HTML tables have two types of cells: header cells (th elements) and data cells (td elements). These cells are associated together in the table: a data cell in the middle of the table can have associated header cells, typically in the first row and/or the first column of the table. To a user who can see, this association seems obvious, but users who cannot see need some help from the computer to understand which cells are associated with which.

You should mark up your header cells with the th element and check that your cells get associated as you intended using the Table Inspector. If it isn't as you intended, you can consider simplifying or rearranging your table, or you can override the default association using scope or headers attributes.

Other tools?

If you know about other tools for helping with quality assurance of HTML5, or if you have made your own, please share!

Posted in Conformance Checking | 4 Comments »

Help Test HTML5 Parsing in Gecko

Wednesday, July 8th, 2009

The HTML5 parsing algorithm is meant to demystify HTML parsing and make it uniform across implementations in a backwards-compatible way. The algorithm has had “in the lab” testing, but so far it hasn’t been tested inside a browser by a large number of people. You can help change that now!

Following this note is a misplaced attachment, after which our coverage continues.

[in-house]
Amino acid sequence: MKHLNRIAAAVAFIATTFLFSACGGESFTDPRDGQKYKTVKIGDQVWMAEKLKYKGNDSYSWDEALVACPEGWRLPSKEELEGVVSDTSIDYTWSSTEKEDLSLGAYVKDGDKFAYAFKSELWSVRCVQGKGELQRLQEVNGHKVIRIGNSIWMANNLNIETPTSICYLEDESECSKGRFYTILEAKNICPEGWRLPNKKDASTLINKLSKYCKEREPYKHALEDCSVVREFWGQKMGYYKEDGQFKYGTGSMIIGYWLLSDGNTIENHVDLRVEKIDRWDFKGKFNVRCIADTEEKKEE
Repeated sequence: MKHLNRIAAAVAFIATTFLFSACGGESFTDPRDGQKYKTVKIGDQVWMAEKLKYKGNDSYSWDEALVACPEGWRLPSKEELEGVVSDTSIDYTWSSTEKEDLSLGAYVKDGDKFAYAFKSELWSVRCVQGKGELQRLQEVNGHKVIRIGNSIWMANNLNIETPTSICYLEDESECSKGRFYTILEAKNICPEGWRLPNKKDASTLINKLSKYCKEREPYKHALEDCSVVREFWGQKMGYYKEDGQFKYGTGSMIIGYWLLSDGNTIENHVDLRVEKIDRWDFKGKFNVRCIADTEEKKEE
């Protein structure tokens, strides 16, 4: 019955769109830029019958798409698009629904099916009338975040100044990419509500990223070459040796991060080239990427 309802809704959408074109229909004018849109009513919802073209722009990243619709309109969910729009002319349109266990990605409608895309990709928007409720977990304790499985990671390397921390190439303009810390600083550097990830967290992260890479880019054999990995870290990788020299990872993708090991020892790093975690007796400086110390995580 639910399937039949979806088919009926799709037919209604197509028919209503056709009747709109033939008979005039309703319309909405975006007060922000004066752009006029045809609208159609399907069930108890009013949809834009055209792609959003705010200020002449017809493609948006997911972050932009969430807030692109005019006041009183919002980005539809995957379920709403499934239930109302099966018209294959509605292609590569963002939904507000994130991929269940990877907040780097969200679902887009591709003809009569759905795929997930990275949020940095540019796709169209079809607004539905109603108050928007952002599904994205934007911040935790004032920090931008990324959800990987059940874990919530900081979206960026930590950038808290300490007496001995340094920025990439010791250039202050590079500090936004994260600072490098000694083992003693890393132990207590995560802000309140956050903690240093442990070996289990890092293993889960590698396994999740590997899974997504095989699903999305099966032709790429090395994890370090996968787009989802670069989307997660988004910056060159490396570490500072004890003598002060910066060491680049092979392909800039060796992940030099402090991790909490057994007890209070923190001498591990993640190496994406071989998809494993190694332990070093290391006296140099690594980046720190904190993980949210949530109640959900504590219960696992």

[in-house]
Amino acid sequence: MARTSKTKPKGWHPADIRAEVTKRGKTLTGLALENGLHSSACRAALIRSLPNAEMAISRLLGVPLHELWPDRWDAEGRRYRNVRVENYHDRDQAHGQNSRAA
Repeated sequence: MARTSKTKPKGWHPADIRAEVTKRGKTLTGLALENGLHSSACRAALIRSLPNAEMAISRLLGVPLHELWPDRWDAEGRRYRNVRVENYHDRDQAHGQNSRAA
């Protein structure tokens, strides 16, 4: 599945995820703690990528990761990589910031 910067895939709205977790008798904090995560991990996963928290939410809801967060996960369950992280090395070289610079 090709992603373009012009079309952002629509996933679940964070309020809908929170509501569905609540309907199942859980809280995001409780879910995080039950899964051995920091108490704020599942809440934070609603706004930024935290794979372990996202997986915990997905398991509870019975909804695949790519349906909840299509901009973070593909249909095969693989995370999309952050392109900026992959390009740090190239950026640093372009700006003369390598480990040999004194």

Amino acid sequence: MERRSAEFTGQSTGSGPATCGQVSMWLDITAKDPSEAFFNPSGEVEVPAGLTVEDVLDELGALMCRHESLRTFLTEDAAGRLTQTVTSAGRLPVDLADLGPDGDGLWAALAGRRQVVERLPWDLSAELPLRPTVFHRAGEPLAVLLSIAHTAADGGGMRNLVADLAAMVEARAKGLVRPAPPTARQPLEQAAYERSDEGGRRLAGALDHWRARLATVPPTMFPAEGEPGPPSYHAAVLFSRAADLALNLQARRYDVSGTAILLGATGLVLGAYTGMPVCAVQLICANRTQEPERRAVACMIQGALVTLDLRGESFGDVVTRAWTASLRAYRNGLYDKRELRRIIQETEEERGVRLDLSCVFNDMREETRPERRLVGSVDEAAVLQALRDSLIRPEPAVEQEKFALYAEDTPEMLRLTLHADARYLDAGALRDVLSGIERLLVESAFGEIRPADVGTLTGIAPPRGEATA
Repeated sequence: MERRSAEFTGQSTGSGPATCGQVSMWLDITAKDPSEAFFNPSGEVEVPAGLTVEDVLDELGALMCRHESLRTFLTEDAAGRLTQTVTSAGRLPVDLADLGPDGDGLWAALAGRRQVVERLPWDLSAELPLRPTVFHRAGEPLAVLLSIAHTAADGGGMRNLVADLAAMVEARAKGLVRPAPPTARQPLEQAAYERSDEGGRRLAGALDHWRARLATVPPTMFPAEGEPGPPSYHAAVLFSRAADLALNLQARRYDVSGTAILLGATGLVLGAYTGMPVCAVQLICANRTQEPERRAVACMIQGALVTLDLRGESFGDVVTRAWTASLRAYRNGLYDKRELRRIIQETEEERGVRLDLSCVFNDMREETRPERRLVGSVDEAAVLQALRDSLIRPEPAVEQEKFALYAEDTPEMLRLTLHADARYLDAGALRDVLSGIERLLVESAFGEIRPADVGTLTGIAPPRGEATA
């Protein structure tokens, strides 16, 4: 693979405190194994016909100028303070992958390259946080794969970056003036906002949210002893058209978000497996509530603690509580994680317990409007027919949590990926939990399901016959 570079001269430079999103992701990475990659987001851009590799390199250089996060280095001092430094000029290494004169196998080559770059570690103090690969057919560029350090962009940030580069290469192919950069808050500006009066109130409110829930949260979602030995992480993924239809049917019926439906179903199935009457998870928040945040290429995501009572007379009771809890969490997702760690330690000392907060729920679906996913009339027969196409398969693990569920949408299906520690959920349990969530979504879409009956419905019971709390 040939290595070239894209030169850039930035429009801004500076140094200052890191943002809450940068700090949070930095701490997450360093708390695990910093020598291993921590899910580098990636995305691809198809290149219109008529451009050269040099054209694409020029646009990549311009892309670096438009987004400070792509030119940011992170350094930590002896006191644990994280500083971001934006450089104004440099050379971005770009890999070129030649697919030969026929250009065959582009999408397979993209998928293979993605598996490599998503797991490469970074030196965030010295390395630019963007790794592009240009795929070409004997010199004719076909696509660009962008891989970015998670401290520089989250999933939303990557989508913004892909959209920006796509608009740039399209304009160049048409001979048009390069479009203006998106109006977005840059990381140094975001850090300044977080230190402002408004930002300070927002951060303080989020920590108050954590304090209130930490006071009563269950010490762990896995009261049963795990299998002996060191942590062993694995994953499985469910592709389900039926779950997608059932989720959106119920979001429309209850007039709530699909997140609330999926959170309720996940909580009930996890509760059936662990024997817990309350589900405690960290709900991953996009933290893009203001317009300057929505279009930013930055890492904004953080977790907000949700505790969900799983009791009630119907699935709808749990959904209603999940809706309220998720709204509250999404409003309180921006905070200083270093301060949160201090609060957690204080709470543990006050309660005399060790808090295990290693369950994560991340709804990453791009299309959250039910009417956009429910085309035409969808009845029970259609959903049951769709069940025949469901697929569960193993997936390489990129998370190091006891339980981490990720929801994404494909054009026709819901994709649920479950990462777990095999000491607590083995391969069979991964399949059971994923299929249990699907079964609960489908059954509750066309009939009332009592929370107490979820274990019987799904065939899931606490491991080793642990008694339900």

A while ago, an implementation of the HTML5 parsing algorithm landed on mozilla-central preffed off. Anyone who is testing Firefox nightly builds can now opt to turn on the HTML5 parser and test it.

How to Participate?

First, this isn’t release-quality software. Testing the HTML5 parser carries all the same risks as testing a nightly build in general, and then some. It may crash, it may corrupt your Firefox profile, etc. If you aren’t comfortable with taking the risks associated with running nighly builds, you shouldn’t participate.

If you are still comfortable with testing, download a trunk nightly build, run it, navigate to about:config and flip the preference named html5.enable to true. This makes Gecko use the HTML5 parser when loading pages into the content area and when setting innerHTML. The HTML5 parser is not used for HTML embedded in feeds, Netscape bookmark import, View Source, etc., yet.

The html5.enable preference doesn’t require a restart to take effect. It takes effect the next time you load a page.

What to Test?

The main thing is getting the HTML5 parser exposed to a wide range of real Web content that people browse. This may turn up crashes or compatibility problems.